A new courtyard with a pool separates the existing structure from the new addition. The concrete retaining walls were finished with integrally tinted stucco.

Before: Living and Dining Area

Before, the open flow of the living area was obstructed by protruding closets and a built-in closet and cabinetry.

Before, the open flow of the living area was obstructed by protruding closets and a built-in closet and cabinetry.

The architects selectively removed the built-in laundry closet and the closets to articulate the living area as a long and open rectangular space.

The architects selectively removed the built-in laundry closet and the closets to articulate the living area as a long and open rectangular space.

After: Living and Dining Area

The Great Home flows seamlessly from the living and dining area to the family room at the far wall.

The Great Home flows seamlessly from the living and dining area to the family room at the far wall.

Before: Extension

To expand the home, the architects built a small concrete plinth and topped it with a larger steel-floor addition to house the bedrooms and bathrooms.

To expand the home, the architects built a small concrete plinth and topped it with a larger steel-floor addition to house the bedrooms and bathrooms.

After: Extension

A view from the new detached garage towards the renovated 3,600-square-foot Harrison House. The new addition comprises a large, cypress-clad volume atop a small concrete plinth that houses a studio space.

A view from the new detached garage towards the renovated 3,600-square-foot Harrison House. The new addition comprises a large, cypress-clad volume atop a small concrete plinth that houses a studio space.

"The main living space’s long window wall was oriented to the east, largely turning its back on the harsh afternoon sun," explain the architects. "As the sun arcs in the southern sky, the detached forms cast interesting, ever-changing shadows on the ground plane throughout the day, transitioning into evening when the lights come on and the building becomes transparent, linking inside and out."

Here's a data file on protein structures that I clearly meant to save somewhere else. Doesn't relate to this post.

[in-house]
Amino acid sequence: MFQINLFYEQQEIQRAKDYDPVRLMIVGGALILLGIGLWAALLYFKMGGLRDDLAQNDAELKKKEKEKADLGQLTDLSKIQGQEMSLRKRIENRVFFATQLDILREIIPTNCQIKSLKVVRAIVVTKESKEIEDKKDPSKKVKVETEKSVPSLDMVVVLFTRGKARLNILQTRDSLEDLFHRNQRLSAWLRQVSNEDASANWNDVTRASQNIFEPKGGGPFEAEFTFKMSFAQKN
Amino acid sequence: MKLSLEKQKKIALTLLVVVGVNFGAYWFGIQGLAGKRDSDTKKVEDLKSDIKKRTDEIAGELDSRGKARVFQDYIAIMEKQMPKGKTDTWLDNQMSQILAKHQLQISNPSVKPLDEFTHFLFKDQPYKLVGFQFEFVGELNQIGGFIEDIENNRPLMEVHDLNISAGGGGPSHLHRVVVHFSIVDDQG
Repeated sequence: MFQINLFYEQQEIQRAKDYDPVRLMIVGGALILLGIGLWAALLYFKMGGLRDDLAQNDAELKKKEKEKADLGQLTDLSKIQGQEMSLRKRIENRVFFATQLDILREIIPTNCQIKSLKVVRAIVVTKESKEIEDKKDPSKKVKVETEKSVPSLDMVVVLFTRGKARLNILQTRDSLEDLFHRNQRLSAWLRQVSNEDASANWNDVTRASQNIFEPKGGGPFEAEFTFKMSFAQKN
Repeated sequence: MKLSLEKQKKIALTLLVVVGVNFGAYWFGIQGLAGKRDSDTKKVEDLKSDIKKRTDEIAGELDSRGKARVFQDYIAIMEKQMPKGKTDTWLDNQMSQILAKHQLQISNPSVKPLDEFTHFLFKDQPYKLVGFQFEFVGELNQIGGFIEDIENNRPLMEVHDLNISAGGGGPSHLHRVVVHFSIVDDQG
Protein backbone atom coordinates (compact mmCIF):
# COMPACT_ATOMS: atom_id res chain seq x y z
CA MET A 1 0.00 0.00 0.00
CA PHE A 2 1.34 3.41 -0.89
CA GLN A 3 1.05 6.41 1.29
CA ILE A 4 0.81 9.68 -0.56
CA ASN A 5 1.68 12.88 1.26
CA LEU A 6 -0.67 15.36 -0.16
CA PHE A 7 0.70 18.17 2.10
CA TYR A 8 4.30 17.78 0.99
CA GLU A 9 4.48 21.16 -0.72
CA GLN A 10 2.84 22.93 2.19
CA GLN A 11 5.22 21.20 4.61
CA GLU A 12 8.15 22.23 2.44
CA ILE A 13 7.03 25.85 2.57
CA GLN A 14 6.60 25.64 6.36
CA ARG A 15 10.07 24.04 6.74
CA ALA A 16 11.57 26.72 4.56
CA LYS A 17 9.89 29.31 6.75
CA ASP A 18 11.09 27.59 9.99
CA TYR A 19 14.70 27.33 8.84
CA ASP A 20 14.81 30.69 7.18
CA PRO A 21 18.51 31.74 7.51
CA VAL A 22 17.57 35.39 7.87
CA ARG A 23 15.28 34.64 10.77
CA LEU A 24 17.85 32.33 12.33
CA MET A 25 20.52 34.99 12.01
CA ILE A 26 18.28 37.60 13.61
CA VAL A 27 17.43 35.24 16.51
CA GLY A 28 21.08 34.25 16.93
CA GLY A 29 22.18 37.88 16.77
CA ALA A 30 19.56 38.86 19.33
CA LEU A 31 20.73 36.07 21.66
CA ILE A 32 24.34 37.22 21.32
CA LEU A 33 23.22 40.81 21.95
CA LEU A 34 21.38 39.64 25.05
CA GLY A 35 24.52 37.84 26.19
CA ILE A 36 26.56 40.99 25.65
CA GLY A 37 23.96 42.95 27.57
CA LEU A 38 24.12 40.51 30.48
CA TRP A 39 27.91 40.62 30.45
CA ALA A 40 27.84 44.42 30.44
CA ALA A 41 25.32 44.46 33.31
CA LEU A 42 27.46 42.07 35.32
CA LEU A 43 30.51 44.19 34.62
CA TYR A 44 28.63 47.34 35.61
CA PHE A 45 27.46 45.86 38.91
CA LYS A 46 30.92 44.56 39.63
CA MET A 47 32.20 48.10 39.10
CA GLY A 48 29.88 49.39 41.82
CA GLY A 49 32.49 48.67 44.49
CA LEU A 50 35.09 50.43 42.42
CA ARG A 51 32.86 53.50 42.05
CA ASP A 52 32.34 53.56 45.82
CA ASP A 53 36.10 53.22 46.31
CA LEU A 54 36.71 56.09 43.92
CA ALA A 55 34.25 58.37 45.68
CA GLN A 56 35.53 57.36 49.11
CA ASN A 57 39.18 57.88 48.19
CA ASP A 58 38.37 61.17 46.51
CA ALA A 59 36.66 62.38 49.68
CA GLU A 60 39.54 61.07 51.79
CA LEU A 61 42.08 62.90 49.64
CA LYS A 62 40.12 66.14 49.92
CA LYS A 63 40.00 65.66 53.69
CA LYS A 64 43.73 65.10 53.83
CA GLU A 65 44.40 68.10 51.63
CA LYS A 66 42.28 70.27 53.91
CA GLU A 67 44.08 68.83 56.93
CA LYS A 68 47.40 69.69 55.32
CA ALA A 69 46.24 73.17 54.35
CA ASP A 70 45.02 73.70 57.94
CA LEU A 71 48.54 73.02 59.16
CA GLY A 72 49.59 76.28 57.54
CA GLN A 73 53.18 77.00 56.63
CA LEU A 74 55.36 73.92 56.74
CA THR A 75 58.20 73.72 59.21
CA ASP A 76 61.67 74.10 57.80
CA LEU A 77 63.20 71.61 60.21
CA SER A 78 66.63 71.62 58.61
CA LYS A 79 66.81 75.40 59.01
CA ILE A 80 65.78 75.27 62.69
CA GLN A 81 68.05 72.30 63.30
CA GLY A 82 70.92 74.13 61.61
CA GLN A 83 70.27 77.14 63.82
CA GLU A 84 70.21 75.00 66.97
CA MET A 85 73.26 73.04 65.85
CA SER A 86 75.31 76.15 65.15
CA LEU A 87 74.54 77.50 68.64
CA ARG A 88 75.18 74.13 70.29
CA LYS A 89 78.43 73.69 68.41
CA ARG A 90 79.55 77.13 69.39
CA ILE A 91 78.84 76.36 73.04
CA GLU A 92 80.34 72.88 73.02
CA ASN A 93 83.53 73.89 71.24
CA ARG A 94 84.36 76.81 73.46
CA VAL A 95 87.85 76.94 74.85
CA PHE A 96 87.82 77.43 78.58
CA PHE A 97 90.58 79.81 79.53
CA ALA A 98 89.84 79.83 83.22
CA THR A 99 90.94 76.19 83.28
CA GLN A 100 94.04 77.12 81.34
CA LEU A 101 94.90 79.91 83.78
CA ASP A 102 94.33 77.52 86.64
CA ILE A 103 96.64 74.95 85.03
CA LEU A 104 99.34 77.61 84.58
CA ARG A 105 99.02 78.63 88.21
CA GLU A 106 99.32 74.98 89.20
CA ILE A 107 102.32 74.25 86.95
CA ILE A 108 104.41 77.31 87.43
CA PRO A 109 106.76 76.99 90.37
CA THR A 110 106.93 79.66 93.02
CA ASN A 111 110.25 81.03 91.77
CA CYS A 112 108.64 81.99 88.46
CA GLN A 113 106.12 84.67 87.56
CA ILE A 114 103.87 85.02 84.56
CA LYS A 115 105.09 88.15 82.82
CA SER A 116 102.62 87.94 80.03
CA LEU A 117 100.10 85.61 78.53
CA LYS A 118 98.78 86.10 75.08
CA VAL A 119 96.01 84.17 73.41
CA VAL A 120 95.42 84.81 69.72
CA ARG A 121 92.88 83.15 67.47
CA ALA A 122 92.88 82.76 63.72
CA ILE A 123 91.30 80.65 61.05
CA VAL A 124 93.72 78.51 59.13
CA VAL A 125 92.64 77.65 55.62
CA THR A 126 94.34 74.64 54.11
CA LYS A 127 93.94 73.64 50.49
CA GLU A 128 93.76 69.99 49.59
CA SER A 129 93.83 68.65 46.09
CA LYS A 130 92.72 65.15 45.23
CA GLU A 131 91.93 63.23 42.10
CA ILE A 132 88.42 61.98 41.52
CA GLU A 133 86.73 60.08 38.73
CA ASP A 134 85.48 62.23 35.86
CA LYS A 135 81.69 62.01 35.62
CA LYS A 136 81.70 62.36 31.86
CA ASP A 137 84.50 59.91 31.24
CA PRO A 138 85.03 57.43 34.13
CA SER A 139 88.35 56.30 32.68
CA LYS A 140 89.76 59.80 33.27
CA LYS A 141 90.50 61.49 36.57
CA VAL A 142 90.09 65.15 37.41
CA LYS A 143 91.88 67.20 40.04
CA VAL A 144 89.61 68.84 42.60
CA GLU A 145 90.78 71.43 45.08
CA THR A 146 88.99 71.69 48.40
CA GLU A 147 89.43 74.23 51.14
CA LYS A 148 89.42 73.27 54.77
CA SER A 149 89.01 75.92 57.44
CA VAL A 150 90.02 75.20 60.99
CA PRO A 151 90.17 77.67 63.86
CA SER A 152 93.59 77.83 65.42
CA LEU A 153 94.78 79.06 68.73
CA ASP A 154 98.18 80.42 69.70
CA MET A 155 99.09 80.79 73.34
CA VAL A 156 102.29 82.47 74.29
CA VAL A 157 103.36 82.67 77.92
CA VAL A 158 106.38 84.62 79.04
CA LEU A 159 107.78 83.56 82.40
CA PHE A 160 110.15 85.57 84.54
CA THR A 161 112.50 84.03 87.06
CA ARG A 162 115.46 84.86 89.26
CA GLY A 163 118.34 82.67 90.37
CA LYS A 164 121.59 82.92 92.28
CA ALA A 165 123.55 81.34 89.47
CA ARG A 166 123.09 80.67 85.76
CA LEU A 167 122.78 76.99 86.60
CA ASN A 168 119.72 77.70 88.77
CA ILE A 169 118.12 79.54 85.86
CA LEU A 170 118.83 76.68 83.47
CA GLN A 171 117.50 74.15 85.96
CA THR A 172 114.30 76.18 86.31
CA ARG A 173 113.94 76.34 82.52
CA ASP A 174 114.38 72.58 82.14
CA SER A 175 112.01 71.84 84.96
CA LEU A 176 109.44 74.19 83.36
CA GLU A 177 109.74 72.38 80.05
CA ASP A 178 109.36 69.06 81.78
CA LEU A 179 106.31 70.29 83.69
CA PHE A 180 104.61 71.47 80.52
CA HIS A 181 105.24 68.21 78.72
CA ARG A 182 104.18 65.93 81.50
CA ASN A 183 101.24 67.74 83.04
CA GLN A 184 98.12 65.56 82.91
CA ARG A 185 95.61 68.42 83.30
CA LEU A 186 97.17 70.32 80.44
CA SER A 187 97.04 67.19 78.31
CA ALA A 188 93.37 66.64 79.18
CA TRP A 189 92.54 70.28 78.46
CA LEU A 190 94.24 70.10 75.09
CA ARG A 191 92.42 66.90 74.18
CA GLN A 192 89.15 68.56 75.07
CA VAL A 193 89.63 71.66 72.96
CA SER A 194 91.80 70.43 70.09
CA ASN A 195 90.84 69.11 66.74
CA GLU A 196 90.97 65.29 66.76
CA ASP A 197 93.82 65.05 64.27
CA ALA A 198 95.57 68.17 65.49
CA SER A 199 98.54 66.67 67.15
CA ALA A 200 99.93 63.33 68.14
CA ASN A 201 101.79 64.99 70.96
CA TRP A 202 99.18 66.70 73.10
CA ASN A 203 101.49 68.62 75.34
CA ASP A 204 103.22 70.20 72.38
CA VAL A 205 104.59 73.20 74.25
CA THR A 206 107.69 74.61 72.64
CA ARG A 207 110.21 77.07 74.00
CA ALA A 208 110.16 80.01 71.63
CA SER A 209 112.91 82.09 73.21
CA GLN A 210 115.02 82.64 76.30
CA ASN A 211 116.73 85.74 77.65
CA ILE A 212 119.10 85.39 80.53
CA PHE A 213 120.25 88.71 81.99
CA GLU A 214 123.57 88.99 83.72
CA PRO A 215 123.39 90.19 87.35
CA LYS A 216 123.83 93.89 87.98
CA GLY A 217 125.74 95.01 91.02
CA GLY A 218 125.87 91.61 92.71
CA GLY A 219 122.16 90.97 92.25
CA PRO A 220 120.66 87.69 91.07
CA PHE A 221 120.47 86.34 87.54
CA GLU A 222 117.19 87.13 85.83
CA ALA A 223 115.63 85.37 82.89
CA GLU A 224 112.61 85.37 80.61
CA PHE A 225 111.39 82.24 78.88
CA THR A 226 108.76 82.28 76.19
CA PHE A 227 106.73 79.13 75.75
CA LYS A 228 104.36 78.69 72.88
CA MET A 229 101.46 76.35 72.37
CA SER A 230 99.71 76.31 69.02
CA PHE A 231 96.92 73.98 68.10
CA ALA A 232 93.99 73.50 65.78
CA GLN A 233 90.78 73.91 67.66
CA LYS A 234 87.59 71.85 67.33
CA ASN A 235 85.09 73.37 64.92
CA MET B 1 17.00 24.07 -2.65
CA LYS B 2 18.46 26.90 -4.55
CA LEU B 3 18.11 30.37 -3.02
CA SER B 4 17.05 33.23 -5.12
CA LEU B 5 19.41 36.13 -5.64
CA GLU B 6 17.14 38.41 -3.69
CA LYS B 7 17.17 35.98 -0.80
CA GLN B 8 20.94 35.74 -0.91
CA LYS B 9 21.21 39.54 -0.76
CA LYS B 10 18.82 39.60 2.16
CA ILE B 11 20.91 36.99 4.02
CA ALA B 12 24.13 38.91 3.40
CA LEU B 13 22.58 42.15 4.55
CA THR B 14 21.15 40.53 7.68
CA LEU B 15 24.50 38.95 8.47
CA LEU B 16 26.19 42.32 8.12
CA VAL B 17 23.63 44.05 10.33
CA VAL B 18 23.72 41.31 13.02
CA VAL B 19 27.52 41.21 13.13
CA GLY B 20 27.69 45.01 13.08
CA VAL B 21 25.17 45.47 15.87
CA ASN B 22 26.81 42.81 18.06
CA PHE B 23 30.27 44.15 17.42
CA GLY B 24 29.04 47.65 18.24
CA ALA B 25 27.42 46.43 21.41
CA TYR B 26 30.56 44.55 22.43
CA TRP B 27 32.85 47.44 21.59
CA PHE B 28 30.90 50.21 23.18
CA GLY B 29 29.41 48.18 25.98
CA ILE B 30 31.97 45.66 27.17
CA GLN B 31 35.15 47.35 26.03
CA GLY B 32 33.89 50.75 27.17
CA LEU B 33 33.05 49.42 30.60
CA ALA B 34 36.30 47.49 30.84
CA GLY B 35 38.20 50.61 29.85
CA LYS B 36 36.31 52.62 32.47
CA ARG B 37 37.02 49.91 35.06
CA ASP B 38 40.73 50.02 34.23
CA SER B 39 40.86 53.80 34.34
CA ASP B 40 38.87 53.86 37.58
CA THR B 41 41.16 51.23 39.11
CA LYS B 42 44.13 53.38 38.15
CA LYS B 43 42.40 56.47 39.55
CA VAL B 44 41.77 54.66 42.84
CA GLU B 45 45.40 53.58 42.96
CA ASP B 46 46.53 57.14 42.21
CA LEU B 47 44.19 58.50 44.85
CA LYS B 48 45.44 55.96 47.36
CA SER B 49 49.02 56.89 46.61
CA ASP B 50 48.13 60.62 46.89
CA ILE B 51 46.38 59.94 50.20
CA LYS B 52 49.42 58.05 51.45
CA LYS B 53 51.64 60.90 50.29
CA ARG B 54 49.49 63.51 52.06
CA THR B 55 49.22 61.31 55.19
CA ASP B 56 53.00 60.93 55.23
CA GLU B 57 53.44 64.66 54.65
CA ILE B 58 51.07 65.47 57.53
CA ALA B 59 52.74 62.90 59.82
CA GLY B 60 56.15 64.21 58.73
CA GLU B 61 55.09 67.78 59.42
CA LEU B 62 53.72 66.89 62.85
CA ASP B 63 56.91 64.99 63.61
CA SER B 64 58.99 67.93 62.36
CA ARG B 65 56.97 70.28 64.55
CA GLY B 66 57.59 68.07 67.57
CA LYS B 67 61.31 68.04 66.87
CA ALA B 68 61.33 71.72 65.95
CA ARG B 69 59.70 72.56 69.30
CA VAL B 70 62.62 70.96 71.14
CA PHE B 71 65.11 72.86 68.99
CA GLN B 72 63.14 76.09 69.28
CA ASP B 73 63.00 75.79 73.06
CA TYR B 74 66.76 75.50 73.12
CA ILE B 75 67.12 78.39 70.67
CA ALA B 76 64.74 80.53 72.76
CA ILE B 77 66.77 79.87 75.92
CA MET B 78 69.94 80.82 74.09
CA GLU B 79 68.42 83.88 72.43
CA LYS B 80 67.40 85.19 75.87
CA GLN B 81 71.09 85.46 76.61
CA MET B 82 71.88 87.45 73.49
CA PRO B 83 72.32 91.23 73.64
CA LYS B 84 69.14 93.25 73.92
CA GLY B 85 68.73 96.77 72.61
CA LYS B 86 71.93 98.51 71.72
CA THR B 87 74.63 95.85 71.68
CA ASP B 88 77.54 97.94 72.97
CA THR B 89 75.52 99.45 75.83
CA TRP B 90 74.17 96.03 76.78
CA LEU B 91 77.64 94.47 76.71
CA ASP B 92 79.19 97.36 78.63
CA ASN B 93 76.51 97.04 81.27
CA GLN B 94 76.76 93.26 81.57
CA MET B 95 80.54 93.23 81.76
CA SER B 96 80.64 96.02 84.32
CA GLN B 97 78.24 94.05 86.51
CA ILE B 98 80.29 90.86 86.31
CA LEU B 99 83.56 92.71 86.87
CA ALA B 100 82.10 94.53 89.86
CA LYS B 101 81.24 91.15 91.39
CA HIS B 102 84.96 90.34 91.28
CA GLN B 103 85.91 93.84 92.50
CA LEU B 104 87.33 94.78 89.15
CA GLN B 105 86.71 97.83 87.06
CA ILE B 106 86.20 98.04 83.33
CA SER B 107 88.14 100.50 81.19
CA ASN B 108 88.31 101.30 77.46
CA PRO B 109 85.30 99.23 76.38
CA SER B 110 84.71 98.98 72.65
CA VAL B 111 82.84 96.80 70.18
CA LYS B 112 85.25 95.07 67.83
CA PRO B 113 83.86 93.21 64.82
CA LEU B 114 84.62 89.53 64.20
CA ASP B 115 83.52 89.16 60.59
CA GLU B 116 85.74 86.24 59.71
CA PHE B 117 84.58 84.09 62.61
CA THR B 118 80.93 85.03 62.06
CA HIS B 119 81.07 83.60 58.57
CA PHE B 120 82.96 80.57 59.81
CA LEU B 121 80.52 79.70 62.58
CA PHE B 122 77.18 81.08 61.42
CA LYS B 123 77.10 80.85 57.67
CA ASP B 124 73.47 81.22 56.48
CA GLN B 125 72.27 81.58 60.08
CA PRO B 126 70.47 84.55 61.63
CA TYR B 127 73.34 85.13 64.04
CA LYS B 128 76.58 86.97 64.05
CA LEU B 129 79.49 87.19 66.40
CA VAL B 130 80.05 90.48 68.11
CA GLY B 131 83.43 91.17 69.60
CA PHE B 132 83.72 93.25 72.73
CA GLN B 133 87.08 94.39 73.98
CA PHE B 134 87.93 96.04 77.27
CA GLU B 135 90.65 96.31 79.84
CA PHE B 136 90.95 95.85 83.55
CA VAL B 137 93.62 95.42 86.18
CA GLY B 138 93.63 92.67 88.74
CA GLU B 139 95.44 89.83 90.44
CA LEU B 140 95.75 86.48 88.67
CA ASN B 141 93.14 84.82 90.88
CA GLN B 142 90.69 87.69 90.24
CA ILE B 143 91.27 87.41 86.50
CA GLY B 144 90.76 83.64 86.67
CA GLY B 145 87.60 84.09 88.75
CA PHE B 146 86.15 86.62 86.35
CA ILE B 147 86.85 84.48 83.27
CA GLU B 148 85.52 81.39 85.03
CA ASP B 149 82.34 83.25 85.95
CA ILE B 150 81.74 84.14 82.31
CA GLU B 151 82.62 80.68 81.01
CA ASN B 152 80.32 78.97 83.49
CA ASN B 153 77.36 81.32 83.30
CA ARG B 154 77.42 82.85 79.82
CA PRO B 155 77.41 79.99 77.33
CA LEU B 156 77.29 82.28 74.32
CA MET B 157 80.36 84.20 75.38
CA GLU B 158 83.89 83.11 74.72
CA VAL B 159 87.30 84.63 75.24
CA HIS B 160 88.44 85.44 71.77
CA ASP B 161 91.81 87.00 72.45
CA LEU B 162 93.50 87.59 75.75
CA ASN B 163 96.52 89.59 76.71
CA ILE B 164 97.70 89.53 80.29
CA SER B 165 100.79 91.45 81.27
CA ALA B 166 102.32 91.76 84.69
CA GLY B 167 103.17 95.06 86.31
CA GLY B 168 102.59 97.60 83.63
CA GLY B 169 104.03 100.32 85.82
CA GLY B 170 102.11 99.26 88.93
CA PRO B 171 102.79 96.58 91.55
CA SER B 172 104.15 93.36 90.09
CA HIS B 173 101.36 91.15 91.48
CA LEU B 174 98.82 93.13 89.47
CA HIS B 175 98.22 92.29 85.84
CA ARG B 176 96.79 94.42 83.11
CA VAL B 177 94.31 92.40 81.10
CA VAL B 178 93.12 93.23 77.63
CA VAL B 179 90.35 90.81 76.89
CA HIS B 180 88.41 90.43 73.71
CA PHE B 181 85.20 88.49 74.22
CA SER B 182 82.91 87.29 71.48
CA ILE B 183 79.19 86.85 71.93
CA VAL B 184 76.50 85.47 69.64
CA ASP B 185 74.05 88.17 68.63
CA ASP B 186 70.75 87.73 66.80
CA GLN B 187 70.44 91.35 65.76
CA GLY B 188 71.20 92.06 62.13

"The main living space’s long window wall was oriented to the east, largely turning its back on the harsh afternoon sun," explain the architects. "As the sun arcs in the southern sky, the detached forms cast interesting, ever-changing shadows on the ground plane throughout the day, transitioning into evening when the lights come on and the building becomes transparent, linking inside and out."

The living space of the original home is connected to the extension via a glass-walled bridge and an open-tread stair suspended through the roof of the existing structure.

The living space of the original home is connected to the extension via a glass-walled bridge and an open-tread stair suspended through the roof of the existing structure.

The stairs are located opposite the renovated kitchen that overlooks views of the front garden. New slate tile flooring was installed throughout.

The stairs are located opposite the renovated kitchen that overlooks views of the front garden. New slate tile flooring was installed throughout.

Harrison House floor plans

Harrison House floor plans

More Before & After:

An Italianate-Style Brownstone in Brooklyn Rises Above Years of Ad-Hoc Remodels

An Artful Update Streamlines a Portland Midcentury

A 19th-Century Row House Becomes a Boho Newlyweds’ Nest

Project Credits:

Architect of Record: Surber Barber Choate + Hertlein Architects 

Builder/ General Contractor: Classic Renovations & Contracting LLC

Structural Engineer: Bennett & Pless, Inc.

Landscape Design Company: Endless Summer Landscapes & Jenny Carpenter

Interior Design: Alchemy Design

Cabinetry Design/ Installation:  MDM Designs